But, the rest of the quote, and pretty much most of what else was said I agree with.  Unity is more commonly used in the indie world from what I can tell, and the UE3/UDK seems more used in bigger teams and commercial studios.  I'm leaving Cryengine out of this as I haven't seen any evidence that it is capable of much more than FPS games, while the UDK, though meant more for the FPS genre, has been used to make other game types, and Unity much more so.

 

UDK Pros:  It is very powerful, if not the most powerful engine available to indies for free(or very cheap, relatively speaking).  If you are non-commercial, it is fully free, and for commercial usage you pay $99, and then after you earn $50,000 you begin to pay 25% royalty off of your earnings.  This has been the center of controversy in many topics, but many would consider a good deal considering what all you get with the UDK.

 

UDK Cons:  It is relatively difficult to use, though once you learn it, your opinion of that can change.  The currently used language(Unreal script) isn't used anywhere else, and if you spend the time learning it now, you MAY feel it was a waste once they switch to C++ with UE4, assuming that they make a UDK for the new version, which I believe is likely.  This also depends on how long it takes for the UDK4 to come out assuming it does.  Also, as compared to Unity, the art pipeline for indies can be more difficult, as most of us don't have access to Max/Maya, and I've seen varying topic posts as to how easy/hard it is to get assets created in Blender to import into the UDK.  Lastly, the 25% royalty is pretty steep.  This may not break the deal though, because you would think that if you ever make 50,000 with it, the 25% won't hurt anymore.  But compared to the price of Unity Pro, it is suddenly more expensive as you make more money, while Unity Pro "only" costs $1500 for just the PC ports.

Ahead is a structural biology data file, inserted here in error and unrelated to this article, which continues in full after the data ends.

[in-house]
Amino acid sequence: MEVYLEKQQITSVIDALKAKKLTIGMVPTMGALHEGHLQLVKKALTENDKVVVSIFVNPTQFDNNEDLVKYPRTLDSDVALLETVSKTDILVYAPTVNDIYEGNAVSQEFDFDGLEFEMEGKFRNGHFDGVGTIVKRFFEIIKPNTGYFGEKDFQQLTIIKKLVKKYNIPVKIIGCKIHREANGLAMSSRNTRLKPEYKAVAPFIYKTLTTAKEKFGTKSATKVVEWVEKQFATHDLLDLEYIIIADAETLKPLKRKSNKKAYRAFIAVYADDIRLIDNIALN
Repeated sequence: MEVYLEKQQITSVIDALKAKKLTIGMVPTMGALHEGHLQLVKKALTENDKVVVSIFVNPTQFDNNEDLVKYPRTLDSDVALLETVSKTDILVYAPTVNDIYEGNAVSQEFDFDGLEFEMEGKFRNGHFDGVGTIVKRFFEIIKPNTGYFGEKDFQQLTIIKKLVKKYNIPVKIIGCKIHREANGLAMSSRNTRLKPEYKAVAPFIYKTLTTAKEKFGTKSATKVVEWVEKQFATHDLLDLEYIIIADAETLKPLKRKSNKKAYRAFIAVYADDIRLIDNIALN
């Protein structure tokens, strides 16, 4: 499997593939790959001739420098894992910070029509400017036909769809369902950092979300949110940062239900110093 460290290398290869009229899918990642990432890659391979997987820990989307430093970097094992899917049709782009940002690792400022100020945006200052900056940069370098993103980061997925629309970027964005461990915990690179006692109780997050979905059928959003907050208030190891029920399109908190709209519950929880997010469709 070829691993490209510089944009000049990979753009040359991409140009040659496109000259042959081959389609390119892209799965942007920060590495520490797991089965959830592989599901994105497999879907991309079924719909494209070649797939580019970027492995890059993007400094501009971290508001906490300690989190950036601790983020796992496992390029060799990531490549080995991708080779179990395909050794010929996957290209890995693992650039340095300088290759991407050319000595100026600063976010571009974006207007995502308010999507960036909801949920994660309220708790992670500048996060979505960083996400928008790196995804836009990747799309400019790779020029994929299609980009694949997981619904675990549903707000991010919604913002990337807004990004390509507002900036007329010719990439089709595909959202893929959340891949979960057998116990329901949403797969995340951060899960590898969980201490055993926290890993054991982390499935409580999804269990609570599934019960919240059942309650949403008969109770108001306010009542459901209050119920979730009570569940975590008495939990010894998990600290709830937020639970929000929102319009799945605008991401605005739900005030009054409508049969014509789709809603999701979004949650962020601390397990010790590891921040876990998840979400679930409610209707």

Unity Pros:  Generally, it is much easier to learn.  Also, the 3 scripting languages are much more "known" than unrealscript.  C# can be used outside of the Unity engine, and Unityscript is "similar" to javascript, while Boo is "similar" to Python.  Also, the free version can be used freely, without even paying $99 to use it to sell games with, as long as you don't make over $100,000 in a calender year.  Also, from what I have seen, there is a much bigger community around Unity, with many websites with massive tutorial groups.  You also get the asset store, which can help get things started.  Also, it works very well with Blender, and other modelling software.  Last thing, since it isn't geared to a specific genre, it is easier to do some wacky game you want to make then it would be with the UDK, as you don't have to "work around" the FPS stuff, which can be complicated or not.

 

Unity Cons:  Well, the free version has certain limitations, though they have lifted some of them.  You don't get full access to the shadow system, while with version 4.2 you can do hard shadows with one directional light, though before you couldn't do any shadows except "projected" shadows.  You also don't have access to the "fancy" post-processing effects for the most part.  But most of the things you can't do won't bother someone just starting out.  Also, as compared to the UDK, the price for the "Pro" version costs more right now, while the UDK only costs $99 right now, though with Unity you never pay royalties, so it is a matter of paying more now and nothing later, or paying little now, and lots more later, that is assuming you actually make more than $50,000 in the first place, which most indies startups never do.